Costs of Crime in Canada
Crime in Canada cost an estimated $70 billion in 2003, a majority of which, $47 billion or 67%, was borne by the victims. Victim costs include the value of property stolen and/or damaged, pain and suffering, their lost output, and health services. The costs of crime remaining were loosely divided between Criminal Justice System (CJS) expenditures, at $13 billion or 19% of the total, and $10 billion (14%) on defensive measures such as security devices and protective services. CJS costs include costs of police, courts, prosecutions and corrections. When examined by type of crime category, property crimes cost Canadians the most, at $40 billion, while violent crimes cost $18 billion and other crimes $12 billion. While it is rather straightforward to calculate the justice system expenditures and some direct costs such as the value of goods stolen, it is impossible to put an accurate price on the loss of social cohesion in a high-crime community, or the impact on the life of family members of homicide victims, or the suffering of children who grow up with their parents incarcerated. Admittedly, no study has ever been able to fully account for the cost of crime. Nonetheless, it is important to attempt to recognize the magnitude of the cost of crime. The cost of crime highlights the impact of crime on the society and the potential gains from crime prevention and reduction strategies. It is also essential for evidence-based criminal justice policy developments as it provides the needed context to make effective cost-benefit analysis possible. Despite good efforts, it is impossible to include all cost estimates as many are unknown or simply too difficult to attach a dollar figure to them. For that reason, the information provided here is solely for some sense of scope. While the true total cost of crime in Canada may be incalculable, we do know that this updated estimate is a conservative one, as the list of variables included are incomplete.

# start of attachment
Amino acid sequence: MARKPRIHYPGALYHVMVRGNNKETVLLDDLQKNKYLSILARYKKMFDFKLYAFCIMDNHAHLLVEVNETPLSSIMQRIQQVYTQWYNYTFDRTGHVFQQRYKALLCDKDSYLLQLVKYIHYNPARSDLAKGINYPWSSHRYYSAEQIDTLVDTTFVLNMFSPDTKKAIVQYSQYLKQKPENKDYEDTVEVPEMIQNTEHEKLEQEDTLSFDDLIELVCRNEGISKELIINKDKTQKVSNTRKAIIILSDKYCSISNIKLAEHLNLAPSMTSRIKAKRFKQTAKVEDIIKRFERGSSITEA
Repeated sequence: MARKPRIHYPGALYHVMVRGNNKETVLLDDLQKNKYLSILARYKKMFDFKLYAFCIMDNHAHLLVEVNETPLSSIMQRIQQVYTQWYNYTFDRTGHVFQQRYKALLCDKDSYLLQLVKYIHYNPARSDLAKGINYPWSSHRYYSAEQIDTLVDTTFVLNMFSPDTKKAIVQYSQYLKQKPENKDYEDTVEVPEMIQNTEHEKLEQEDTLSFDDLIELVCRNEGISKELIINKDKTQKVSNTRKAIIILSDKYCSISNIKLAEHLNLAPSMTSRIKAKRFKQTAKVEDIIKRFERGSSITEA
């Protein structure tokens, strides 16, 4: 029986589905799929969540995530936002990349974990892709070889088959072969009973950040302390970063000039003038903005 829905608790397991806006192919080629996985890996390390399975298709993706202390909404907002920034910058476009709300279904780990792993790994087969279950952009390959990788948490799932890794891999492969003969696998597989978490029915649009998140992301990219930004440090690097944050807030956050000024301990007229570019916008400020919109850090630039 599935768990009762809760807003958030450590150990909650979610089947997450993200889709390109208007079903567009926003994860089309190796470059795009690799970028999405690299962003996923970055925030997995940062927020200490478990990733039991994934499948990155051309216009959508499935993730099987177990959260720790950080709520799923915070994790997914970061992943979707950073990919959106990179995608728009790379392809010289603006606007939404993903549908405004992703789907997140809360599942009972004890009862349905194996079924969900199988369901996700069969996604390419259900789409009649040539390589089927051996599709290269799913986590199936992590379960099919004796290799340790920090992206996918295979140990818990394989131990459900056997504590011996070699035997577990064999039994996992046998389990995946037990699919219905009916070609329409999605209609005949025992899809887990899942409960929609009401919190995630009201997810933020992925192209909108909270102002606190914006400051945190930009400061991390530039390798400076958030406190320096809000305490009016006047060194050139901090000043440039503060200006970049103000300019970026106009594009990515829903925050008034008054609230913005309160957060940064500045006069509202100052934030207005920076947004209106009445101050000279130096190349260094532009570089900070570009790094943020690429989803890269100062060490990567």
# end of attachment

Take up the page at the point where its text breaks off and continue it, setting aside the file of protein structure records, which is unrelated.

Contact: Dr. Kuan Li, Research Analyst